Medical facilities require a large amount of energy to condition, light, and power their facilities. Energy efficiency can help health care providers spend less on utility costs and reinvest those savings into patient care and helping facilities maintain healthy healing and work environments.

Unlike many other sectors, many health facilities must operate 24 hours a day, seven days a week – even during power outages and extreme weather events. Investments in efficient energy technologies and equipment can help to maintain their services at all times.

Energy efficiency can also be utilized by the entire medical supply chain to support reducing the sector’s overall costs, thus potentially reducing the overall costs of health care to consumers.

There are many reasons to support increased energy efficiency – possibly the most important is the impact on community and individual health that can be brought about by simply using less energy. For more information on the link between energy use and health, check out Physicians for Social Responsibility at www.psr.org.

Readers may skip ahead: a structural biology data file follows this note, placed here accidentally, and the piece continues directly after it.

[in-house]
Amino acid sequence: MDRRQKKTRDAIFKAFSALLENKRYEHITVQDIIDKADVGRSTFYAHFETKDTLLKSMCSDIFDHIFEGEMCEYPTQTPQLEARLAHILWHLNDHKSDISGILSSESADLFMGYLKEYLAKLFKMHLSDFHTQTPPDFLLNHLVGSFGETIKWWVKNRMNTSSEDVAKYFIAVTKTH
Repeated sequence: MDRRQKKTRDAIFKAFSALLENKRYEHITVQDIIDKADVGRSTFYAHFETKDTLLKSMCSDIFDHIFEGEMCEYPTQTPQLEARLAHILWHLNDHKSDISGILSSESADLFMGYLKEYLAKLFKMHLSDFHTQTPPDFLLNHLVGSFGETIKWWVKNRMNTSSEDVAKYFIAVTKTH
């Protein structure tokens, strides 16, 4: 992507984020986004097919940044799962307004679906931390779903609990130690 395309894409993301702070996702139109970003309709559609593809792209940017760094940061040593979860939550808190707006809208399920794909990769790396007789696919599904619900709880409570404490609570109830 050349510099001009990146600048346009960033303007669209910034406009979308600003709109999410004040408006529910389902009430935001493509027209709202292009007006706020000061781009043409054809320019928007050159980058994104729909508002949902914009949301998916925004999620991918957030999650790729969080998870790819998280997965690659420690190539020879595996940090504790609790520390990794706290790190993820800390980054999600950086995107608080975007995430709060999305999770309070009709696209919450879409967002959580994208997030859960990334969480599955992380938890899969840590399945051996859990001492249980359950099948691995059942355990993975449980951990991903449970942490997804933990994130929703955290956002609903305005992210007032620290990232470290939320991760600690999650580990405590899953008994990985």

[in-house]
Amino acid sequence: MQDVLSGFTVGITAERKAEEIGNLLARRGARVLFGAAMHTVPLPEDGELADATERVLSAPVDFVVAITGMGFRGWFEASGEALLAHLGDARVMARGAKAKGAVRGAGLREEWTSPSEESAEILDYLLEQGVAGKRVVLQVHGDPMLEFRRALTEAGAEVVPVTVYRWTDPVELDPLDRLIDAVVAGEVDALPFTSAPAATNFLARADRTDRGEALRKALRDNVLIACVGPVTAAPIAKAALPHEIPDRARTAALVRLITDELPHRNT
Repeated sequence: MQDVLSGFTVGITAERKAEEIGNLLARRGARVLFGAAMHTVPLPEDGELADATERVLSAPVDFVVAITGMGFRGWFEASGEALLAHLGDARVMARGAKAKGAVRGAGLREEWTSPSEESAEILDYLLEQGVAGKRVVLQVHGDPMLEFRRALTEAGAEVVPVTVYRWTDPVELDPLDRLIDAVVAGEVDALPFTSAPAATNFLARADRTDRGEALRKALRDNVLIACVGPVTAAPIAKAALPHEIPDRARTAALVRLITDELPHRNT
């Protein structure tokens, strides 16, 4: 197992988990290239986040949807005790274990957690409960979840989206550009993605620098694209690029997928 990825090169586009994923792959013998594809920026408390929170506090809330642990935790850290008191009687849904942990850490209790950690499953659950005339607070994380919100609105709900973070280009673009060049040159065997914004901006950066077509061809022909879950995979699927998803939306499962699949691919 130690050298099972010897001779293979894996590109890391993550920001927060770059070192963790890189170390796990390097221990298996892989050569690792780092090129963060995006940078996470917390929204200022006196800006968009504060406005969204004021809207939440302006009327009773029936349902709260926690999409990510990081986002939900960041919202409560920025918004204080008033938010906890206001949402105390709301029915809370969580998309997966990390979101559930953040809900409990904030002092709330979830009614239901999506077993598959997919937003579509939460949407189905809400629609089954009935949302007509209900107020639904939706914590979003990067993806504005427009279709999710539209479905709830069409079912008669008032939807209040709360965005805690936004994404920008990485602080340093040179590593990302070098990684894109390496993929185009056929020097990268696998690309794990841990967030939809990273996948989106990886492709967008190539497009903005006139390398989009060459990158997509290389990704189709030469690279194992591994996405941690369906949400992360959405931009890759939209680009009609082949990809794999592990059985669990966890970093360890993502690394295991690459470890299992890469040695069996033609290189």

There are many energy efficiency programs in New Mexico that individuals and corporations can take advantage of to improve their efficiency. Here are just a few to start:

  • Investor Owned Utilities in NM are required by the Efficient Use of Energy Act to provide their customers with energy efficiency programs ranging from low-income energy efficiency to commercial efficiency assistance. Check with your IOU for details.
  • The State of New Mexico’s Energy Conservation and Management Division oversees numerous clean energy tax credits and has staff with expertise in energy efficiency: Learn More
  • The State of New Mexico’s Economic Development Department offers the Rural Efficient Business Program: Learn More